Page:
In the midst of this broken and shattered society in which we live, it’s interesting to see the growth in popularity of the search of genealogies and family research, which has mushroomed. It shows the hunger of so many people for a sense of belonging as they search out their roots, where they came from, their family history, and finding and keeping in touch with newly found relatives. As I write this I think of my own family tree that my brother has been keeping. A cousin, a statistician, in Ireland has a great book, an account of our family-births, marriages, and deaths, are all recorded and remembered. There is also a place called the ‘homestead’, the home build by my great-grandfather, which to me, is a most sacred place. Family roots and stories are an important part of our spiritual life.
We turn our attention to Jesus’ family tree, His roots, and the stories that form much of His life. The Gospel reading (Matt. 1:1-17) is the one with all the “Begats” in it, the one with the long list of names. Many of them are unfamiliar and difficult to pronounce. So what is its’ importance? I have been asked more then once: “Does that Gospel have to be read?” Yes, it does. It is the opening curtain of the story of Jesus. It is the background to the story of His life. It is the whole meaning of the Nativity. It leaves no doubt that when God the Father sent His Son into the world, it was into the arms of a human family with a great deal of history.
Sometimes it is difficult to give a homily on this Gospel reading. It needs a whole weekend to ponder. It’s not all pleasant reading. Many of the stories are of people of great holiness, but others are remembered for their terrible failures. It’s the story of heroic holiness joined with murder, incest, adultery, and betrayal of friendships. The story of Jesus’ family is interrupted as it comes near annihilation as it is deported into exile. Why all of this? The main point is that God the Father is in charge. He works His plan through the goodness and the awful failures of human history. Jesus associates Himself with the whole story.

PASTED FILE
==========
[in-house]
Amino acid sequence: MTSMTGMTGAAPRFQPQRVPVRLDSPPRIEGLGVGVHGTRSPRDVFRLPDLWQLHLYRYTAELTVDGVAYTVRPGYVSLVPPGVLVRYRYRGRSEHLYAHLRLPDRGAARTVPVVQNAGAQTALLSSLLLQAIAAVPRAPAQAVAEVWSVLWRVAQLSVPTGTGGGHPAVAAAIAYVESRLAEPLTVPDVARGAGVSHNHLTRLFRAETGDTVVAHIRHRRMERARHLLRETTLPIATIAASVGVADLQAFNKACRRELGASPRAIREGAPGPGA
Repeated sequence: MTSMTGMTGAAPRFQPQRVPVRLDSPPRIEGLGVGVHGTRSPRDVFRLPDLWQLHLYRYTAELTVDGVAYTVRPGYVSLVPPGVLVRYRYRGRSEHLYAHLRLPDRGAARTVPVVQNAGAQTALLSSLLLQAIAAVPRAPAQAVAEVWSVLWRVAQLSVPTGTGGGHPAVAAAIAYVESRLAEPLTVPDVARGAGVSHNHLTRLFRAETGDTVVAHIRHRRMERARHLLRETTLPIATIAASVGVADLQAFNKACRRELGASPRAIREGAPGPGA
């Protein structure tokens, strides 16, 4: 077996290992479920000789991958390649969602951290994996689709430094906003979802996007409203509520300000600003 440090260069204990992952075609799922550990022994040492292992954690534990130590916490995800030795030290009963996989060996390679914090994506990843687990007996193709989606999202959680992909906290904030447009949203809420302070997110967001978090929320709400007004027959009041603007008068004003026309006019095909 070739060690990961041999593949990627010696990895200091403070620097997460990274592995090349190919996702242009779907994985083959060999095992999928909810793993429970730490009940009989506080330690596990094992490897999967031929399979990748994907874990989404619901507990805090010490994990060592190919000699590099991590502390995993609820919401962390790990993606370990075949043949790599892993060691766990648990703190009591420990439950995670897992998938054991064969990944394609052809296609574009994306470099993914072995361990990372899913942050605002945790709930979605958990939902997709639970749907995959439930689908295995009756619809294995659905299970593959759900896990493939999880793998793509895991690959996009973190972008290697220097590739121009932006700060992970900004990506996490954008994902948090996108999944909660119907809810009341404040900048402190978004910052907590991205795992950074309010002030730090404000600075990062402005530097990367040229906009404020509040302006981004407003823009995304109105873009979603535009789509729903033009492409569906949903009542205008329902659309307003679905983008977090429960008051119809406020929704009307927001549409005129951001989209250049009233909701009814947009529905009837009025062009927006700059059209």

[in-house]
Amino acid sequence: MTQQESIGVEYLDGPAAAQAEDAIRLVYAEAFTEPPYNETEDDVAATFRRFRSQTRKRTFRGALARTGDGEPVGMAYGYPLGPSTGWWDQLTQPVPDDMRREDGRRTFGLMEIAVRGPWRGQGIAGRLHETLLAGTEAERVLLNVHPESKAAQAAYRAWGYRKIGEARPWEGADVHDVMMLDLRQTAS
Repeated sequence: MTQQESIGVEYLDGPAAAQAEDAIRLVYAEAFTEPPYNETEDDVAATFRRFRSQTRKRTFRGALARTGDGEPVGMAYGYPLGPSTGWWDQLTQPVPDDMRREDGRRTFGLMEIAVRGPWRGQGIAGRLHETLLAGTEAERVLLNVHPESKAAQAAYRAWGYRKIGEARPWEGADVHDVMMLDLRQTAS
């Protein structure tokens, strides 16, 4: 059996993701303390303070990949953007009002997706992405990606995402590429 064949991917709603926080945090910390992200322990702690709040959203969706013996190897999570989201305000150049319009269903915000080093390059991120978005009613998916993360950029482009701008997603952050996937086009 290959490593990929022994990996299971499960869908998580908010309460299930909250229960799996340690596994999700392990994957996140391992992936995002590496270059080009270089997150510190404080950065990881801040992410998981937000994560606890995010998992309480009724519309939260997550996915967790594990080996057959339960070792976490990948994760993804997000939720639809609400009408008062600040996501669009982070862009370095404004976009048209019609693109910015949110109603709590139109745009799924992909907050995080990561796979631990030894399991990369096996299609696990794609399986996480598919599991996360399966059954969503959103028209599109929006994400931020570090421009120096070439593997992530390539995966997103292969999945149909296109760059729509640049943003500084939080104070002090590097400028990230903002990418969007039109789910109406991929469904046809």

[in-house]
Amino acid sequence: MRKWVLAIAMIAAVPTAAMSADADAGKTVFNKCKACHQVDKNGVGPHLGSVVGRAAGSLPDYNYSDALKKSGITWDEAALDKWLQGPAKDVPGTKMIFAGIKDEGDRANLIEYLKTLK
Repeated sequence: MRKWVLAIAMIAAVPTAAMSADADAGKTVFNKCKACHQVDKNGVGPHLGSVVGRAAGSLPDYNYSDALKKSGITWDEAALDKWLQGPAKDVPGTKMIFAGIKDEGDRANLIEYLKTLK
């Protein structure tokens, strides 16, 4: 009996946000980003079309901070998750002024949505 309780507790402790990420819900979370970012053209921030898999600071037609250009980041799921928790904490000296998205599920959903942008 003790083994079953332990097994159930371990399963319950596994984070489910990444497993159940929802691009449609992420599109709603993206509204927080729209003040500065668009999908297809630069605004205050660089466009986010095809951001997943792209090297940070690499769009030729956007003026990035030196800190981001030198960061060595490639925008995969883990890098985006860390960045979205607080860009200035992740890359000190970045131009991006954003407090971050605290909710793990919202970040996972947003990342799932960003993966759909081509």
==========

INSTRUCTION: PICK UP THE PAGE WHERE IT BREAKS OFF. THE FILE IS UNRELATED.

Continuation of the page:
The Pharisees once boasted to Jesus: “Abraham is our father”, (John 8:39) but Jesus says that everyone, including ourselves, who believe in Him as the Lord, are now true children of Abraham. Jesus’ family tree is now our family tree.
St. Paul (Romans 11:16-24) uses the image of a tree graft to tell us how we can become part of God’s family, regardless of our ancestry. We have been welcomed into His family through Baptism.
The epistle for the Sunday before Nativity is taken from sections of the eleventh chapter of the Epistle to the Hebrews. It describes the faith of the ancestors of Christ. It concludes with the words:
“Since we are surrounded by so great a cloud of witnesses, let us rid ourselves of every burden of sin that clings to us and persevere in running the race that lies before us while keeping our eyes fixed on Jesus.”
“Come, Bethlehem. Prepare for the birth! Come, Joseph and be registered with Mary. O holy manger, O swaddling clothes that will carry God! There the Life will be wrapped, Christ God Himself, Who will tear to pieces the wrappings of death and bind up Humankind in immortality.” (service of preparation for the Nativity)
Originally published on December 21st, 2003